April 13, 2016


It’s in the temporal lobe that the brain begins to show its integrated control over the body’s functions—both conscious and unconscious. In studying evolution, the temporal lobe is thought to be one of the oldest areas of the brain. It is responsible for our ability to perceive auditory (hearing), olfactory (smell), gustatory (taste), and vestibular senses (balance and movement), it is also the seat of many other functions.

The temporal controls:

  • All emotions (fear, love, hate, happiness, sexuality, etc)
  • Memory storage
  • Sleep cycles and time processing
  • Hormone regulation
  • Navigation of the environment
  • Language processing
  • Hunger

As you can see, many of the most essential functions of life are housed in the temporal lobes.


Looking at the brain from the side, it looks much like a boxing glove. If you could imagine this, the temporal lobe would be the thumb of the glove. It is surrounded on three sides by the other lobes of the brain (the occipital, parietal, and frontal lobes).

Since the temporal lobe is on the bottom of the brain, it sits on the base of our skull, which has both flat surfaces and very sharp ridges. This terrain of the brain makes the temporal lobe quite vulnerable to injury. For example, some traumatic brain injuries can particularly injure the temporal lobe due to the jostling and scraping against these flat and sharp surfaces.

Even though we are learning more about concussions and brain injuries, they still have several euphemisms, such as “getting your bell rung.” These phrases are actually more appropriate than you might think—the ringing in your ears is actually from damage to the part of your brain that senses and processes hearing. If you have experienced a blow to the head, you may recall a metallic taste in your mouth—once again, a consequence of injuring your temporal lobe.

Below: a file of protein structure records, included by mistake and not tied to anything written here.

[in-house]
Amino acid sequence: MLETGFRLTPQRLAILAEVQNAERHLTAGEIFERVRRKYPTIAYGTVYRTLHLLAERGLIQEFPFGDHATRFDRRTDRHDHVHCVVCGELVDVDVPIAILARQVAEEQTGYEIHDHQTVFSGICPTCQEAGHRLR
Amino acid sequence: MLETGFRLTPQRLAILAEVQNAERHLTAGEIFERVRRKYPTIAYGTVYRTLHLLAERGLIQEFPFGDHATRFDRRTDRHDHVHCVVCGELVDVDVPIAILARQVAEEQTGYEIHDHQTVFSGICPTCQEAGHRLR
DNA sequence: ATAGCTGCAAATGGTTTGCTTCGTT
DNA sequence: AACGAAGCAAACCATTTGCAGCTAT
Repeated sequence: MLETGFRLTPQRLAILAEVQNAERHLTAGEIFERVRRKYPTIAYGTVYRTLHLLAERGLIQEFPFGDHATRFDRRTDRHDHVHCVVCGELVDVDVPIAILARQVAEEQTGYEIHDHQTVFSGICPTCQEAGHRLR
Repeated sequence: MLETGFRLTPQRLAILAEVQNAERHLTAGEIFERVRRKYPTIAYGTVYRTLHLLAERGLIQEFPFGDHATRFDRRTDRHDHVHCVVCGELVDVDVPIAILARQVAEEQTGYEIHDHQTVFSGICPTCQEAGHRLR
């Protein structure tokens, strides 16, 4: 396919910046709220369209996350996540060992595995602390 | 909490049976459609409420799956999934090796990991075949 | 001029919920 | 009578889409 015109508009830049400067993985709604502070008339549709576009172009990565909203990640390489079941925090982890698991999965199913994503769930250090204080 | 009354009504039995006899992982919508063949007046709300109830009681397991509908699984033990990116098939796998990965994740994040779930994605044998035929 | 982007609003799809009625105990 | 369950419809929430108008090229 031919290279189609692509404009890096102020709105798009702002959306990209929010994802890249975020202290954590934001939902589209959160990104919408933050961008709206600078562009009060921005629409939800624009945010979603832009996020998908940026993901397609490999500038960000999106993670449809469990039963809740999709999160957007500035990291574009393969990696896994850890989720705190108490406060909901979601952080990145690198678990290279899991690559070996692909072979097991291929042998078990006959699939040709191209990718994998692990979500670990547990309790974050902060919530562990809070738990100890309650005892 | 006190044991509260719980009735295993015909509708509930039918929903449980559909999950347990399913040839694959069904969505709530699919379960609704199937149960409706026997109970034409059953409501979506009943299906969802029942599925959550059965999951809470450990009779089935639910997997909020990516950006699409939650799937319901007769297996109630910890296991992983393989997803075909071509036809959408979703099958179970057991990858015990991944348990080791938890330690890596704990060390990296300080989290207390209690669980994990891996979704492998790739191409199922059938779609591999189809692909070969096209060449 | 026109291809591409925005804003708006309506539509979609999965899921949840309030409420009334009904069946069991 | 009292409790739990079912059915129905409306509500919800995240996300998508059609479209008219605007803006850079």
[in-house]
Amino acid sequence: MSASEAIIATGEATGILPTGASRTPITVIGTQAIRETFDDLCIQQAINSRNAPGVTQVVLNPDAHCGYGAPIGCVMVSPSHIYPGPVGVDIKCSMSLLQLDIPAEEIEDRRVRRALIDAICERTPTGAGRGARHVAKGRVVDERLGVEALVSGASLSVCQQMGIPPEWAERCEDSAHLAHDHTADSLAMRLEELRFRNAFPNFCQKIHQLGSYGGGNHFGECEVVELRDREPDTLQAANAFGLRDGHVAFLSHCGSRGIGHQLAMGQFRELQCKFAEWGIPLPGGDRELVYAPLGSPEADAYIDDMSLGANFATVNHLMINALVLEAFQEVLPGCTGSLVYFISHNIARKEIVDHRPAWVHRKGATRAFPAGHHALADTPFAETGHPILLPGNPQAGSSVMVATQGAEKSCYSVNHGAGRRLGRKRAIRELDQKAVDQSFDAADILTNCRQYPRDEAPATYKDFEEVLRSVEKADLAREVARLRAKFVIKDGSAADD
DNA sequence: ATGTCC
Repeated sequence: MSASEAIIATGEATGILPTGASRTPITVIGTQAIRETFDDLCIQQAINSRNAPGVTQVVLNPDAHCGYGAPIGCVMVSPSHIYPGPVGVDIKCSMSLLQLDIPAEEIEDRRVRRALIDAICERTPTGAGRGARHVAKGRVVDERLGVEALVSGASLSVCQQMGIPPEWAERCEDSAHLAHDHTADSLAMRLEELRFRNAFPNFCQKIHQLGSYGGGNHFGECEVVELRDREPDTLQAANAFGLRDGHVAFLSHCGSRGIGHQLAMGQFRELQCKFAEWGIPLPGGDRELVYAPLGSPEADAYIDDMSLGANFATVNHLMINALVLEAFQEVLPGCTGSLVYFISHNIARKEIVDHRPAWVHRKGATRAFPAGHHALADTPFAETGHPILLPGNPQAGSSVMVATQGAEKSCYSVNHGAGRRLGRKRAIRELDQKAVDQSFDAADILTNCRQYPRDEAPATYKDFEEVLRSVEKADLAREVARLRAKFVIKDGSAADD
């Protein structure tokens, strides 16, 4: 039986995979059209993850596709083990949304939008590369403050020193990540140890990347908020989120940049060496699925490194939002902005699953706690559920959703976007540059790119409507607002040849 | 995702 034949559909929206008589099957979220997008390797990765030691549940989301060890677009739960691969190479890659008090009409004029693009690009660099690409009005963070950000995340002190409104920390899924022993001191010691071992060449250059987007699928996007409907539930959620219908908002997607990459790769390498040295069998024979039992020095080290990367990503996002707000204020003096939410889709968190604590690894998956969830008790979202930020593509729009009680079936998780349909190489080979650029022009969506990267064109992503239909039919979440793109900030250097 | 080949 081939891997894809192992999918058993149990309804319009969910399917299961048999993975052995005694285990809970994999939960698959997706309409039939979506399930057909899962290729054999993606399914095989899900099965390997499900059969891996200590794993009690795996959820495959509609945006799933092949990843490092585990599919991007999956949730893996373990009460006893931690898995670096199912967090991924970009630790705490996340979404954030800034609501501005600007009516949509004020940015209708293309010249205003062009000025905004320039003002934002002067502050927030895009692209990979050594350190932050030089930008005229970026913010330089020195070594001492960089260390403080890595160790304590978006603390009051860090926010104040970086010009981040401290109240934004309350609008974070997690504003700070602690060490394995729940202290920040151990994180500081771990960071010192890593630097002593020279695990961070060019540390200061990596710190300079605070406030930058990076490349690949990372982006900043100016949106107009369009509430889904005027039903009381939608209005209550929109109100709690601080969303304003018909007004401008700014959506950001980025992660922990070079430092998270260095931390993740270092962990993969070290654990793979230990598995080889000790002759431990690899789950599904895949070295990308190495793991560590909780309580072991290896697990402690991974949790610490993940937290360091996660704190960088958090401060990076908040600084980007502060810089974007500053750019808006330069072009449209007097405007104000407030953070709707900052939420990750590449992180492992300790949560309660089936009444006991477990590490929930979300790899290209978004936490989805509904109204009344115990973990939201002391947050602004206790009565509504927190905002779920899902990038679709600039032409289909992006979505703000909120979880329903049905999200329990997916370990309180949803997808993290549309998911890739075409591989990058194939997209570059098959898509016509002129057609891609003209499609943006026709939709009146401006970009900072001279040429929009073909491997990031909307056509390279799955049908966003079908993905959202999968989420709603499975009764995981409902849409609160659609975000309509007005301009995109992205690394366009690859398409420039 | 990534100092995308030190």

Blacking out, or losing time from head injuries also stems from damage to the temporal lobe. In rare and life-threatening injuries, the brain can swell and the temporal lobe can even be forced through the opening at the base of the skull, requiring immediate surgery.


Unfortunately, it’s not only concussions that put temporal lobes in danger. They are also vulnerable to many developmental and degenerative disorders, including Autism, dyslexia, dementia, and Alzheimer’s. Frontal-Temporal Dementia (FTD), in particular, is distressing for sufferers and their loved ones because they lose their memory and their ability to control their emotions.

As we discussed in a previous post, the frontal lobe is the CEO of our brain, where we direct our body and other parts of our brain, so that we execute life purposefully. When our frontal lobe doesn’t work well, our more primitive instincts in our temporal lobe take over. Frontal Temporal Dementia can lead to drastic personality shifts as our ability to emote, reason, remember, and to make appropriate executive decisions becomes compromised.

Thankfully, if caught early, our understanding of sensory perception allows us to treat these degenerative changes through controlled sensory stimuli. Through our neurological understanding of the temporal lobe, we can target the parts of our patients’ brains that require improvement. Utilizing smells, sounds, flavors, balance exercises, can have a direct strengthening effect on our sleep, hormones, personality, memory, ability to learn, and more!

The following are a few of the following activities that Plasticity Brain Centers neurologists utilize to fortify the integrity of an individual’s temporal lobe:

  • Vestibular stimulation
  • Word recall
  • Memory games
  • Playing specific tones in one or both ears
  • Smell identification
  • Identification of nonverbal (body) language
  • Mazes
  • Vestibular rehabilitation

Through these exercises and therapies, our brain specialists can address many functions of the temporal lobe such as name and address memory issues, cognition, irregular sleep cycles, abnormal emotionality, hearing issues, and more. Losing function of the temporal lobe is often one of the most devastating struggles our patients face. Losing the ability to see or hear or smell is disheartening, of course—but losing our sense of who we are, of what makes us human, that’s terrifying.

Thankfully, the principle of neuroplasticity has provided cutting-edge brain centers with the ability to counteract these effects through therapies that activate specific stimuli in your different lobes. As we explore the different lobes of the brain, we can continue to help our patients achieve incredible outcomes for themselves and their families.

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